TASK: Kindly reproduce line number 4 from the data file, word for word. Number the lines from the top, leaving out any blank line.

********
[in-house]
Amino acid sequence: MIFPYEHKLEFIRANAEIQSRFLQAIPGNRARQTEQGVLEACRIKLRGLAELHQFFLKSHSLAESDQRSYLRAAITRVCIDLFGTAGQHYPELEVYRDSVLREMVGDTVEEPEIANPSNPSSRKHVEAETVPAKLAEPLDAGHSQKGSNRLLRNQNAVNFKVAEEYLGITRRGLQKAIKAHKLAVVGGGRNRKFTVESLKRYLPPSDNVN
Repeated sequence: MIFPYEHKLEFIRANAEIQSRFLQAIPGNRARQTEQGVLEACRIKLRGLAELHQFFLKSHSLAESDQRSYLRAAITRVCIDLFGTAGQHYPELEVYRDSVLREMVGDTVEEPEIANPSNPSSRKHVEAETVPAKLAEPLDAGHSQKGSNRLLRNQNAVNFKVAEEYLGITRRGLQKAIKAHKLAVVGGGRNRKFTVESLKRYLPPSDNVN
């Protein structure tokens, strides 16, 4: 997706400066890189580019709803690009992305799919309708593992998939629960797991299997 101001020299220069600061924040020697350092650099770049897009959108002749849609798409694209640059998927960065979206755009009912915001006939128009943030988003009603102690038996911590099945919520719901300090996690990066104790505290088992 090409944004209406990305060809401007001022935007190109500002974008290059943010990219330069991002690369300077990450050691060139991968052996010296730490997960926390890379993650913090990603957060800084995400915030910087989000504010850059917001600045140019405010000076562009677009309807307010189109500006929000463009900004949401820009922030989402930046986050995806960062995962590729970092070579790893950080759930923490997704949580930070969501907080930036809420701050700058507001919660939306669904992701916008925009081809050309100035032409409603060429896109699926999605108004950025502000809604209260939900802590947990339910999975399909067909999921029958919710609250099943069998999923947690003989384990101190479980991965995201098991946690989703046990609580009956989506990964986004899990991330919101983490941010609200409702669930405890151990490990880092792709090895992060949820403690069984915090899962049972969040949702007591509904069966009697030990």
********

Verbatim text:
């Protein structure tokens, strides 16, 4: 997706400066890189580019709803690009992305799919309708593992998939629960797991299997 101001020299220069600061924040020697350092650099770049897009959108002749849609798409694209640059998927960065979206755009009912915001006939128009943030988003009603102690038996911590099945919520719901300090996690990066104790505290088992 090409944004209406990305060809401007001022935007190109500002974008290059943010990219330069991002690369300077990450050691060139991968052996010296730490997960926390890379993650913090990603957060800084995400915030910087989000504010850059917001600045140019405010000076562009677009309807307010189109500006929000463009900004949401820009922030989402930046986050995806960062995962590729970092070579790893950080759930923490997704949580930070969501907080930036809420701050700058507001919660939306669904992701916008925009081809050309100035032409409603060429896109699926999605108004950025502000809604209260939900802590947990339910999975399909067909999921029958919710609250099943069998999923947690003989384990101190479980991965995201098991946690989703046990609580009956989506990964986004899990991330919101983490941010609200409702669930405890151990490990880092792709090895992060949820403690069984915090899962049972969040949702007591509904069966009697030990």